Shale Gas Techno-Economic Analysis: Designing Separation Units to Handle Feedstock Variability
Eric Bohac (1,2), Dr. Mahmoud El-Halwagi (1,2), Dr. Debalina Sengupta (1,2)
1. Texas A&M University, Chemical Engineering Department
2. TEES Gas and Fuels Research Center
Shale gas is abundant in the U.S. and this presents many opportunities in the chemical, petrochemical, and fuel industries. As with conventional natural gas, shale gas is primarily methane, but also may contain significant compositions of higher molecular weight hydrocarbons, and other impurities. This variability presents a technical challenge to processing the gas. There is a tradeoff between the size (and therefore cost) of processing units and the ability to handle a wider range of compositions. This research aims to find a design to optimize profitability based on processing differing raw shale gas compositions.
In this work a literature review of conventional and alternate technologies for processing shale gas was performed. Composition of the raw shale gas was based on literature data for wells in the Barnett Shale play located northwest of Dallas. Process simulators such as ProMax, ASPEN HYSYS, and ASPEN Plus were used to construct base-case scenarios, and to carry out process simulations for differing compositions with any necessary process modifications. A techno-economic analysis was done to estimate the associated costs and profitability of all the scenarios. Once this was done an optimal design was chosen and validated for a variety of compositions. Additionally a sensitivity analysis was done to see the effect of the various costs (fixed costs, variable costs, raw shale gas price, product prices) on profitability.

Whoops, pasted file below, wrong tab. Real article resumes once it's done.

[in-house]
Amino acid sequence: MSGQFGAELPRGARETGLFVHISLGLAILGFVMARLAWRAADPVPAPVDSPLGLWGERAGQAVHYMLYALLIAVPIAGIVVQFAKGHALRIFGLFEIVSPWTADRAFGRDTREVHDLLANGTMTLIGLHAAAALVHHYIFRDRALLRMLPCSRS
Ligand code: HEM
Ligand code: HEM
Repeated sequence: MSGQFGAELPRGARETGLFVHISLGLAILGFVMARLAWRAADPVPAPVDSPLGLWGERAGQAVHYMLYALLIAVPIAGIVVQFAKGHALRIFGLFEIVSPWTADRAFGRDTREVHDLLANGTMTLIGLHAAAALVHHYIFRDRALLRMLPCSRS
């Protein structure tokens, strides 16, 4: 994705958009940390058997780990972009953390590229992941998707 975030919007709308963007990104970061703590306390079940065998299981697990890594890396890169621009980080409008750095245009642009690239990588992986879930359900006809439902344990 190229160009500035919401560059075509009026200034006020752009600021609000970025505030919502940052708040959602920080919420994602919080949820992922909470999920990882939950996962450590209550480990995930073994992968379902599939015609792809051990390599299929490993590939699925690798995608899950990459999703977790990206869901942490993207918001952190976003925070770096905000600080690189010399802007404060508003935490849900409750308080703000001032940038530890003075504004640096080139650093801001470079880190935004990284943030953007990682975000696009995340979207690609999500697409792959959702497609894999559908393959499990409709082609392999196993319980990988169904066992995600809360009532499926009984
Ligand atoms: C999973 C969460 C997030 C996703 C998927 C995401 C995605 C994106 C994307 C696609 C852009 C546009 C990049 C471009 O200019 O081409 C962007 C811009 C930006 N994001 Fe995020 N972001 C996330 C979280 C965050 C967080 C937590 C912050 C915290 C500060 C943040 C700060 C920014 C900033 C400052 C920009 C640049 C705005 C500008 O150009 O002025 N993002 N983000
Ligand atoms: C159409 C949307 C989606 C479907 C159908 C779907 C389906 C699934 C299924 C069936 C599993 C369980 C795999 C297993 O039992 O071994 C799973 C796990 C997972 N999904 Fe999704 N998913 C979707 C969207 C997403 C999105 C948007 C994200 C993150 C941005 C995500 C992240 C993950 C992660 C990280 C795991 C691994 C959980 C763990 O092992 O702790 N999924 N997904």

Keywords: Shale Gas, Process Simulation, Feedstock Variability